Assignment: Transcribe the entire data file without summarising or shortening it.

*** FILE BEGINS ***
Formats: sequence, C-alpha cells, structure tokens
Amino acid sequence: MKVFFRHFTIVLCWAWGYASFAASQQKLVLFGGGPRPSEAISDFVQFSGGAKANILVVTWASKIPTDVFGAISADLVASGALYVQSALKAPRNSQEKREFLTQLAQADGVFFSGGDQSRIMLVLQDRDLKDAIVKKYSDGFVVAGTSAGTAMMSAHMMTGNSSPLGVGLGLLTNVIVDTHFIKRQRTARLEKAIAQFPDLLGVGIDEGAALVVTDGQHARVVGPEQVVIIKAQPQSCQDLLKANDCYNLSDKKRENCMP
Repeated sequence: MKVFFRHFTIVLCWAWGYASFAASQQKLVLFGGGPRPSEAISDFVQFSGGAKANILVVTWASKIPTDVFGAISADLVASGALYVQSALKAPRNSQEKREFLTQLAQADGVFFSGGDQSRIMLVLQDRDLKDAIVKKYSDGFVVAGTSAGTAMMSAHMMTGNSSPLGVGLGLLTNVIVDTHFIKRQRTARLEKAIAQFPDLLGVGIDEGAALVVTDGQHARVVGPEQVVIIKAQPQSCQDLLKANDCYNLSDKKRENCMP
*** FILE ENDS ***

Formats: sequence, C-alpha cells, structure tokens
Amino acid sequence: MKVFFRHFTIVLCWAWGYASFAASQQKLVLFGGGPRPSEAISDFVQFSGGAKANILVVTWASKIPTDVFGAISADLVASGALYVQSALKAPRNSQEKREFLTQLAQADGVFFSGGDQSRIMLVLQDRDLKDAIVKKYSDGFVVAGTSAGTAMMSAHMMTGNSSPLGVGLGLLTNVIVDTHFIKRQRTARLEKAIAQFPDLLGVGIDEGAALVVTDGQHARVVGPEQVVIIKAQPQSCQDLLKANDCYNLSDKKRENCMP
Repeated sequence: MKVFFRHFTIVLCWAWGYASFAASQQKLVLFGGGPRPSEAISDFVQFSGGAKANILVVTWASKIPTDVFGAISADLVASGALYVQSALKAPRNSQEKREFLTQLAQADGVFFSGGDQSRIMLVLQDRDLKDAIVKKYSDGFVVAGTSAGTAMMSAHMMTGNSSPLGVGLGLLTNVIVDTHFIKRQRTARLEKAIAQFPDLLGVGIDEGAALVVTDGQHARVVGPEQVVIIKAQPQSCQDLLKANDCYNLSDKKRENCMP